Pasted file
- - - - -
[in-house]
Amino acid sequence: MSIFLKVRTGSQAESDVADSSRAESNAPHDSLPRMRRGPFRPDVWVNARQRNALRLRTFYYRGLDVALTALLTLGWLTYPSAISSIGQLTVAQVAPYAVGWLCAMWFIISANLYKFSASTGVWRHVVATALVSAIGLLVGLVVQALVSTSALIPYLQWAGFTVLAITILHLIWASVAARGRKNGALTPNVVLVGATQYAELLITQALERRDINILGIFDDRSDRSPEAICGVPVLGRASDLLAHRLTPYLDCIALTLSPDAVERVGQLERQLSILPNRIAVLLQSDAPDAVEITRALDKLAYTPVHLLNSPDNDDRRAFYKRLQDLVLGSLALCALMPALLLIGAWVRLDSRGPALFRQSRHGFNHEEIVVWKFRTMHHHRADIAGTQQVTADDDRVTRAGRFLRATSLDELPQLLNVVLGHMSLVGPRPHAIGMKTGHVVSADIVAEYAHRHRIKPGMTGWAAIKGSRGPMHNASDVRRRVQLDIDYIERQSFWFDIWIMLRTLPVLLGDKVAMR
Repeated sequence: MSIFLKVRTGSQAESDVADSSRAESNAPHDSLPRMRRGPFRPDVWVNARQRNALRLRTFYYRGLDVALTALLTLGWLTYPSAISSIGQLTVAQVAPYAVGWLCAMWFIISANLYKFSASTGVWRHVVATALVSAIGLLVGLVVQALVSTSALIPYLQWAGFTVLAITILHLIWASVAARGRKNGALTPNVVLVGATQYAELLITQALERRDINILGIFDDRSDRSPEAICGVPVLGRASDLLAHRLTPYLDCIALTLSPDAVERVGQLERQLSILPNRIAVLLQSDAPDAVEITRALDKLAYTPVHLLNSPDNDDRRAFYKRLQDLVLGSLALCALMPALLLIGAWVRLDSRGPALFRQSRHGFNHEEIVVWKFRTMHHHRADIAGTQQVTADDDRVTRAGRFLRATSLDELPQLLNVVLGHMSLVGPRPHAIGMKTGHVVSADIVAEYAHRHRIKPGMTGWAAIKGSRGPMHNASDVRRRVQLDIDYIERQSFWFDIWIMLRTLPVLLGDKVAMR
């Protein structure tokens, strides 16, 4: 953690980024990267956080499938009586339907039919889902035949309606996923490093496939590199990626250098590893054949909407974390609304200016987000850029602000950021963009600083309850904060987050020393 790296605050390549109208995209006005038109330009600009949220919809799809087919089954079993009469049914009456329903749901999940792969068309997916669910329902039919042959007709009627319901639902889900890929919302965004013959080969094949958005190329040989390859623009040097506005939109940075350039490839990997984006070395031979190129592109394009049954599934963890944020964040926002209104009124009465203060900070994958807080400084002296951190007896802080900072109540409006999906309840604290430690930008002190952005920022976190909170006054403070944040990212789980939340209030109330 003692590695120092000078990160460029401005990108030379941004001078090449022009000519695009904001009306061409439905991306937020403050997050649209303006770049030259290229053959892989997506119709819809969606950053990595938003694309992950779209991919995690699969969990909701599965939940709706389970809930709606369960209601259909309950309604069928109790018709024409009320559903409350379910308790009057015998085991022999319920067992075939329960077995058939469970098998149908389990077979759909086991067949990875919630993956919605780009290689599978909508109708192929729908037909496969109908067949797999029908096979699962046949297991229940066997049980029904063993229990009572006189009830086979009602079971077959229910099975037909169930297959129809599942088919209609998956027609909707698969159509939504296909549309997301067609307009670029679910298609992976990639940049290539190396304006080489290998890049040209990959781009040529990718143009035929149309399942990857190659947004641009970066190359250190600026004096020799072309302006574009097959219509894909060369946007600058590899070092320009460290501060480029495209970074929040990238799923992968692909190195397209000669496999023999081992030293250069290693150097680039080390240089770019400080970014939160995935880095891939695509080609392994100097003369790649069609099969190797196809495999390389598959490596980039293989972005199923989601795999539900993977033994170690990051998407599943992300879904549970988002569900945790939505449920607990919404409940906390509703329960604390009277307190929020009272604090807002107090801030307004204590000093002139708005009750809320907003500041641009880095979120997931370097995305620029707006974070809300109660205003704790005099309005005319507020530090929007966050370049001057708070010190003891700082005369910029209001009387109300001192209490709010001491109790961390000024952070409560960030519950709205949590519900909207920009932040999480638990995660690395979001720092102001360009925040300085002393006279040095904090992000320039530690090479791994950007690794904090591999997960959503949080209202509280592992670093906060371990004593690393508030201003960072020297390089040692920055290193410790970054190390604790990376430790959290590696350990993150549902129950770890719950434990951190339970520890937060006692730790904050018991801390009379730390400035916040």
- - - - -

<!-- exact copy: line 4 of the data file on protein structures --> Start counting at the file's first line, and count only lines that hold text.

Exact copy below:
């Protein structure tokens, strides 16, 4: 953690980024990267956080499938009586339907039919889902035949309606996923490093496939590199990626250098590893054949909407974390609304200016987000850029602000950021963009600083309850904060987050020393 790296605050390549109208995209006005038109330009600009949220919809799809087919089954079993009469049914009456329903749901999940792969068309997916669910329902039919042959007709009627319901639902889900890929919302965004013959080969094949958005190329040989390859623009040097506005939109940075350039490839990997984006070395031979190129592109394009049954599934963890944020964040926002209104009124009465203060900070994958807080400084002296951190007896802080900072109540409006999906309840604290430690930008002190952005920022976190909170006054403070944040990212789980939340209030109330 003692590695120092000078990160460029401005990108030379941004001078090449022009000519695009904001009306061409439905991306937020403050997050649209303006770049030259290229053959892989997506119709819809969606950053990595938003694309992950779209991919995690699969969990909701599965939940709706389970809930709606369960209601259909309950309604069928109790018709024409009320559903409350379910308790009057015998085991022999319920067992075939329960077995058939469970098998149908389990077979759909086991067949990875919630993956919605780009290689599978909508109708192929729908037909496969109908067949797999029908096979699962046949297991229940066997049980029904063993229990009572006189009830086979009602079971077959229910099975037909169930297959129809599942088919209609998956027609909707698969159509939504296909549309997301067609307009670029679910298609992976990639940049290539190396304006080489290998890049040209990959781009040529990718143009035929149309399942990857190659947004641009970066190359250190600026004096020799072309302006574009097959219509894909060369946007600058590899070092320009460290501060480029495209970074929040990238799923992968692909190195397209000669496999023999081992030293250069290693150097680039080390240089770019400080970014939160995935880095891939695509080609392994100097003369790649069609099969190797196809495999390389598959490596980039293989972005199923989601795999539900993977033994170690990051998407599943992300879904549970988002569900945790939505449920607990919404409940906390509703329960604390009277307190929020009272604090807002107090801030307004204590000093002139708005009750809320907003500041641009880095979120997931370097995305620029707006974070809300109660205003704790005099309005005319507020530090929007966050370049001057708070010190003891700082005369910029209001009387109300001192209490709010001491109790961390000024952070409560960030519950709205949590519900909207920009932040999480638990995660690395979001720092102001360009925040300085002393006279040095904090992000320039530690090479791994950007690794904090591999997960959503949080209202509280592992670093906060371990004593690393508030201003960072020297390089040692920055290193410790970054190390604790990376430790959290590696350990993150549902129950770890719950434990951190339970520890937060006692730790904050018991801390009379730390400035916040």